DW: I still say Jeff Gordon is The G.O.A.T.

Jeff Gordon stands third on NASCAR's list of all-time wins leaders.

Photo by Patrick Smith/Getty Ima/Getty Images

I know the announcement last week by Jeff Gordon that the 2015 season would be his final year driving full time in the NASCAR Sprint Cup Series might have caught some folks by surprise. Personally, I really don’t think it should have. The signs have been there. We’ve all heard Jeff talk about retiring. We know Jeff has had problems with his back. Add that with the incredible success he’s had in our sport along with his beautiful family, and it just seems the time is right for a new chapter in his life.

Trust me, I speak from experience; one day you are holding your kids in your arms. Then the next minute they are driving off to college and then before you know it they are married with their own family. It just goes by so fast. Jeff has a tender heart and I know he wants to be there for as much of it as he can. There just comes a point when you look around and ask yourself, "What is there left to accomplish?"

I don’t think this is a big factor, but you can’t discount the fact that there is a young 19-year-old driver who just won the championship in our newly named Xfinity Series waiting in the wings. Jeff is a team player. He loves Rick Hendrick and Hendrick Motorsports. It’s the only place he’s ever been in his Cup career. Jeff knows that Rick and that organization have made him what he is today.

So I think Jeff looked in the mirror and asked himself whether it was better to just keep on driving or make 2015 special and maybe, just maybe win his fifth NASCAR Sprint Cup Championship to go out on top. Knowing Jeff the way I do, I know he probably felt deep down that the timing was right to pass the torch to a young, awesome driver.

As long as there is the sport of NASCAR, the debate will rage over who is the best driver of all time. You can easily make a case for Richard Petty, David Pearson, Dale Earnhardt Sr. and Jimmie Johnson. Still in my book, Jeff Gordon is the G.O.A.T., as in Greatest of All Time. What he has done in our sport and to our sport is unparalleled in my book.

Jeff started what we called the youth movement in NASCAR. Not only am I talking about the legions of young fans he brought to the sport, but also the youth movement behind the wheel. He and car owner Rick Hendrick changed the culture and mindset of the sport, showing owners that you didn’t have to have an older driver with a lot of experience behind the wheel. Jeff showed everyone that the combination of a young upstart with talent and burning desire to win combined with a great car owner could pay huge dividends.

Jeff is one of those guys who transcended the race car. He’s someone who is recognizable across the country and across the world not just at the racetrack. He’s also a great businessman. His step-father John Bickford has been instrumental in molding Jeff’s career off the track. He’s helped open doors for Jeff that few could imagine.

Jeff has been an incredible ambassador for our sport. I know in addition to his family, his team and his on-track accomplishments, that he is really proud of the Jeff Gordon Foundation that does so much to help children stricken with cancer. It’s been moving to watch what Jeff has been able to give back.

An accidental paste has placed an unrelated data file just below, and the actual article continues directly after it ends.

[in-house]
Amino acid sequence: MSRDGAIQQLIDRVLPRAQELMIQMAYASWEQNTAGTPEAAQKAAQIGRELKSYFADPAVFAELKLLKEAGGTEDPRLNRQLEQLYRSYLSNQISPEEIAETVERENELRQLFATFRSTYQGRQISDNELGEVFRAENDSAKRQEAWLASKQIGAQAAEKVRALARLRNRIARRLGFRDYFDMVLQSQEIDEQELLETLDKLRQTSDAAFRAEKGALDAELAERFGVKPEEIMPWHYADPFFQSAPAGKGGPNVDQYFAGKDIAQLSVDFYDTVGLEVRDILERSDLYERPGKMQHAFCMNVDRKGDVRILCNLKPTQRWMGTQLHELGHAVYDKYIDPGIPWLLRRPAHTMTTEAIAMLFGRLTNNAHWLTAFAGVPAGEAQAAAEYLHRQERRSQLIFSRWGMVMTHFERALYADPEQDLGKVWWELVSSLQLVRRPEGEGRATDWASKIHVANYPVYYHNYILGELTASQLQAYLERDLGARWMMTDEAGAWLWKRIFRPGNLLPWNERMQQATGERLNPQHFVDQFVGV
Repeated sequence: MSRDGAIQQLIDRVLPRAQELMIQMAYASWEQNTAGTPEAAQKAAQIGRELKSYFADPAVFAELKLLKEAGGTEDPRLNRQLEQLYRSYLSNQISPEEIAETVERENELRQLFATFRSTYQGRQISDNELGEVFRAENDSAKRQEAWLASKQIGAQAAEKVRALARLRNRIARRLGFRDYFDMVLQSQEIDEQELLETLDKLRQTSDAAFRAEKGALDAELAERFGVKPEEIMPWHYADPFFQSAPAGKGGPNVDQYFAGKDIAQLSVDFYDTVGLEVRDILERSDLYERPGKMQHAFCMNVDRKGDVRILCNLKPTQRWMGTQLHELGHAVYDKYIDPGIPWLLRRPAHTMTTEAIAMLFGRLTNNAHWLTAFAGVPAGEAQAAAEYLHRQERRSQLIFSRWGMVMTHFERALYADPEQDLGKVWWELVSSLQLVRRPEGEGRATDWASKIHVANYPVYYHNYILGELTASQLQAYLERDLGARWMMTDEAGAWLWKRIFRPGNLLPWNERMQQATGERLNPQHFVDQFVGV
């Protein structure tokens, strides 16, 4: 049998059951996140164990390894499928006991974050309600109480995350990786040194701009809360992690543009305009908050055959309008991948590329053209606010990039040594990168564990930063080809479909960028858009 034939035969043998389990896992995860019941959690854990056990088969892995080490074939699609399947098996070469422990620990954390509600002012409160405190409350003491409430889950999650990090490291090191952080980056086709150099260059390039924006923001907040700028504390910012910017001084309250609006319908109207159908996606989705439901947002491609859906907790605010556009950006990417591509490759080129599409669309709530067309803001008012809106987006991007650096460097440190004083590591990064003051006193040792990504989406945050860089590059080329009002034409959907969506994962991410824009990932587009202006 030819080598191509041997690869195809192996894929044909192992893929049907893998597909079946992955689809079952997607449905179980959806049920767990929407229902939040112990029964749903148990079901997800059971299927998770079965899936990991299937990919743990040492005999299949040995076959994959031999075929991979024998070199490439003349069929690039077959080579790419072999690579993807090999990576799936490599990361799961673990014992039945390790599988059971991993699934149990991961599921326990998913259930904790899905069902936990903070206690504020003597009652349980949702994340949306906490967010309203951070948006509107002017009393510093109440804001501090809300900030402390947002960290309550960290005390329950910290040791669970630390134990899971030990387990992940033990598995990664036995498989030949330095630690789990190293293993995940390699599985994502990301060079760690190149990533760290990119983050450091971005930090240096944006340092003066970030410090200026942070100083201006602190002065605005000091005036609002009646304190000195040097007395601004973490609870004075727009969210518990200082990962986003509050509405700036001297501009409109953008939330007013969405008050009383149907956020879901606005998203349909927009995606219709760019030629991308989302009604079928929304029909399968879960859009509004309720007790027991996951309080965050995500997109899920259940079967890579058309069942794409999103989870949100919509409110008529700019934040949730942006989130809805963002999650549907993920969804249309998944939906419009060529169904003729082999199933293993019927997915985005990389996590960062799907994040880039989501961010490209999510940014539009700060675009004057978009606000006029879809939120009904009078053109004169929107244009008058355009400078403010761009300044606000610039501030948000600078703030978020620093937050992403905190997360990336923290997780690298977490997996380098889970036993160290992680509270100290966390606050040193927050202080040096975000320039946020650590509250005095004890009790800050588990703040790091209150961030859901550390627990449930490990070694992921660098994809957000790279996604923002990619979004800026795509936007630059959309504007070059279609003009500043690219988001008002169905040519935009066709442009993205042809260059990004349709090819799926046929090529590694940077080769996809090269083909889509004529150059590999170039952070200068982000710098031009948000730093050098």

Photos: Jeff Gordon's paint schemes through the years

I am happy for Jeff that he is retiring. It’s going to be a big change in our sport not to have Jeff behind the wheel of the famous No. 24 come 2016. The stars have lined up to where Jeff felt it was time to retire. Again, what is there left for the man to prove? He’s won four championships, three Daytona 500s, five Brickyard 400s, six Southern 500s, three Coca-Cola 600s, three All-Star races and is in third spot in NASCAR history with 92 wins. In his 23 years behind the wheel of the No. 24 car he’s raced 763 times and finished in the top ten 454 times. To me, that in and of itself is simply amazing.

That’s the kind of driver Jeff has always been. He’s always had the right instinct of when to push it or when to hold back. It’s just something the great ones have, and Jeff has it. No matter what Jeff decides to do, whether it is up in the TV booth or designing racetracks, he’ll be great at it. He has the personality and the credentials to be successful in pretty much whatever he chooses.

So congratulations, Jeff, on your decision. Here’s hoping 2015 turns into the Drive for Five. You’ve got a beautiful wife and two beautiful kids, a NASCAR Hall of Fame career and you are a fan-favorite. No matter what he chooses to do next, I know he will simply do it the way he always has. He’ll do it with class, style and dignity.

Before I go I wanted to mention I am in Charlotte all week. It’s a big week over here as the NASCAR Media Tour is going on, and then at the end of the week we induct five new members to the NASCAR Hall of Fame. While the NFL is wrapping its season up, ours is just kicking off.

I’m excited to get started. We have some new faces in some new places on our FOX team. Not only do we pick up a few more NASCAR Sprint Cup races this season in the FOX portion, but we also will begin covering the Xfinity Series beginning in Daytona. I love the fact that we get that series back during our broadcast portion of the season. It’s a great way to see not only the up-and-coming stars behind the wheel, but to also get a glimpse maybe of the stars of tomorrow working for FOX.

It’s a big week, especially Friday evening when we welcome my old buddy Bill Elliott, Fred Lorenzen, Wendell Scott, Joe Weatherly and Rex White as the Class of 2015 into the NASCAR Hall of Fame. These five deserving men and their families will reach the pinnacle of their racing career as they can now truly be called Hall of Famers.